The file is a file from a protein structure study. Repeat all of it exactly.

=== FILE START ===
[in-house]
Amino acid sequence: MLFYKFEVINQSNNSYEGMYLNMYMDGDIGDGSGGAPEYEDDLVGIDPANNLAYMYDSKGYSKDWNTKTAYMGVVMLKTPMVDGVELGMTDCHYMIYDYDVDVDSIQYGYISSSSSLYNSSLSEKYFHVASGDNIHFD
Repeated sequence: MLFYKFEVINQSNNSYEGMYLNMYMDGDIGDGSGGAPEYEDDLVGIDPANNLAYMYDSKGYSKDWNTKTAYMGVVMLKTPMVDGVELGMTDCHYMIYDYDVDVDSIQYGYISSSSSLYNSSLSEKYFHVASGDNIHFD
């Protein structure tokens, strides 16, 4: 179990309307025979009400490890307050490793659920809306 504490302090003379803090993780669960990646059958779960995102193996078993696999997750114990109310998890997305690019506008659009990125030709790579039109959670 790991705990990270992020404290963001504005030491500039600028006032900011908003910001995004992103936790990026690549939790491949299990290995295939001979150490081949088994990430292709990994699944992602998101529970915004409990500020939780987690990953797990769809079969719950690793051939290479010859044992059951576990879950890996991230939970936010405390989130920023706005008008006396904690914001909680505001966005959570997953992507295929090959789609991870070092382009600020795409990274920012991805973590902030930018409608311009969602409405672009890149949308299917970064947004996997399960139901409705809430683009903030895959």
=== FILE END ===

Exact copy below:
[in-house]
Amino acid sequence: MLFYKFEVINQSNNSYEGMYLNMYMDGDIGDGSGGAPEYEDDLVGIDPANNLAYMYDSKGYSKDWNTKTAYMGVVMLKTPMVDGVELGMTDCHYMIYDYDVDVDSIQYGYISSSSSLYNSSLSEKYFHVASGDNIHFD
Repeated sequence: MLFYKFEVINQSNNSYEGMYLNMYMDGDIGDGSGGAPEYEDDLVGIDPANNLAYMYDSKGYSKDWNTKTAYMGVVMLKTPMVDGVELGMTDCHYMIYDYDVDVDSIQYGYISSSSSLYNSSLSEKYFHVASGDNIHFD
């Protein structure tokens, strides 16, 4: 179990309307025979009400490890307050490793659920809306 504490302090003379803090993780669960990646059958779960995102193996078993696999997750114990109310998890997305690019506008659009990125030709790579039109959670 790991705990990270992020404290963001504005030491500039600028006032900011908003910001995004992103936790990026690549939790491949299990290995295939001979150490081949088994990430292709990994699944992602998101529970915004409990500020939780987690990953797990769809079969719950690793051939290479010859044992059951576990879950890996991230939970936010405390989130920023706005008008006396904690914001909680505001966005959570997953992507295929090959789609991870070092382009600020795409990274920012991805973590902030930018409608311009969602409405672009890149949308299917970064947004996997399960139901409705809430683009903030895959």